Ah, the Olympics. We love to watch the figure skating, snowboarding, skiing, the luge — and the luge's twisted cousin, the skeleton. For those who don't know, the luge is a single person sledding event that involves the athlete lying on their back on a sled, feet first, and reaching speeds of up to 100 mph with only a helmet for protection. Skeleton is the same thing except lying on your stomach and going head first. It's hard to imagine what would inspire someone to dedicate their lives to having their face inches from ice moving past them at incredible speed, but people do. The skeleton event at the PyeongChang Winter Olympics began on Friday.
It left people with a lot of questions:
How does one get themselves into ‘head first sliding down an ice track at 130+ km/h’ and why is it called skeleton. These are the real questions— Connor (@ObviouslyConnor) February 17, 2018
Is it called the Skeleton because that's all that's left after you've done it?— Matt Hoyle (@Hoyle142) February 17, 2018
Is Skeleton called that because that's the nicest way to put how close you are to shattering your skeleton if you fuck up doing it?— 🍑GrandmaPeach🍑 (@YaGrandmaPeach) February 17, 2018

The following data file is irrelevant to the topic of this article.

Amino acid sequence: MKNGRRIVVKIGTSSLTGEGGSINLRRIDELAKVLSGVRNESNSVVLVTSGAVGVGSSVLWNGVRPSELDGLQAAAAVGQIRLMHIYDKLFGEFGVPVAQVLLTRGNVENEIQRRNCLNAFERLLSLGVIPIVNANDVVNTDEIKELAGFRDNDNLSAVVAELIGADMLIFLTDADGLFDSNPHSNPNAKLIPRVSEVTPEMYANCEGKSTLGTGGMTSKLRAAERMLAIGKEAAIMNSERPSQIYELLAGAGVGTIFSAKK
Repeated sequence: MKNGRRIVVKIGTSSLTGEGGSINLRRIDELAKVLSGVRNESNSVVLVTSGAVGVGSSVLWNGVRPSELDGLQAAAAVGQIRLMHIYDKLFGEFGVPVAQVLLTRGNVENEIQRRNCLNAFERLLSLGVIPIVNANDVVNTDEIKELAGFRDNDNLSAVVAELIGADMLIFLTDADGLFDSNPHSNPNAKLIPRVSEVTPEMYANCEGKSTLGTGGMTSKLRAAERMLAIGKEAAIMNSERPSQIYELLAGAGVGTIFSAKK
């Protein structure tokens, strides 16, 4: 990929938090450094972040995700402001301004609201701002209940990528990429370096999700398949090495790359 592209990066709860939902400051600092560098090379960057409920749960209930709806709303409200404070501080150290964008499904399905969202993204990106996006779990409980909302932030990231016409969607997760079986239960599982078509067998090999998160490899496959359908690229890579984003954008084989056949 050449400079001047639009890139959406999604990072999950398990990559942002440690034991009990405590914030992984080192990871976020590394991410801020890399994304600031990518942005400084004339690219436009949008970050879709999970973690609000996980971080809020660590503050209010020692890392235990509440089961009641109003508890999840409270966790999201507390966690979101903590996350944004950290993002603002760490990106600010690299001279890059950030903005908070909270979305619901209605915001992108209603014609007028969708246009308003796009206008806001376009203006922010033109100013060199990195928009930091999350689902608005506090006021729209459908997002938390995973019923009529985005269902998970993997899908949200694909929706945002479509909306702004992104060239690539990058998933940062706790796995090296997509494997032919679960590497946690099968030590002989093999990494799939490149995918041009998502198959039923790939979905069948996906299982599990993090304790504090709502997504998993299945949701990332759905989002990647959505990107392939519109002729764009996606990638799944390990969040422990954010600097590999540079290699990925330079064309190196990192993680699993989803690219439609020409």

Others were all explanations:
It’s called “skeleton” bc when I watch it I can feel mine leaving my body— demoscene conversion (@TomWaits4NoMan) February 17, 2018
it’s called skeleton because it’s the only sports skeletons like— brilliam (@sterndad) February 16, 2018
But Stephen thought this explanation only brought up more questions...
And Sam quickly became an expert:
watching skeleton at the Winter Olympics:— Sam Diss (@SamDiss) February 17, 2018
[first race] hahaha it’s called “skeleton”!
[seventh race] you see, what the rider needs to be doing is hitting the wall at corner 9 parallel so they can use the pressure to balance out their line into 10
We don't know how someone gets into this sport but we know we can't look away.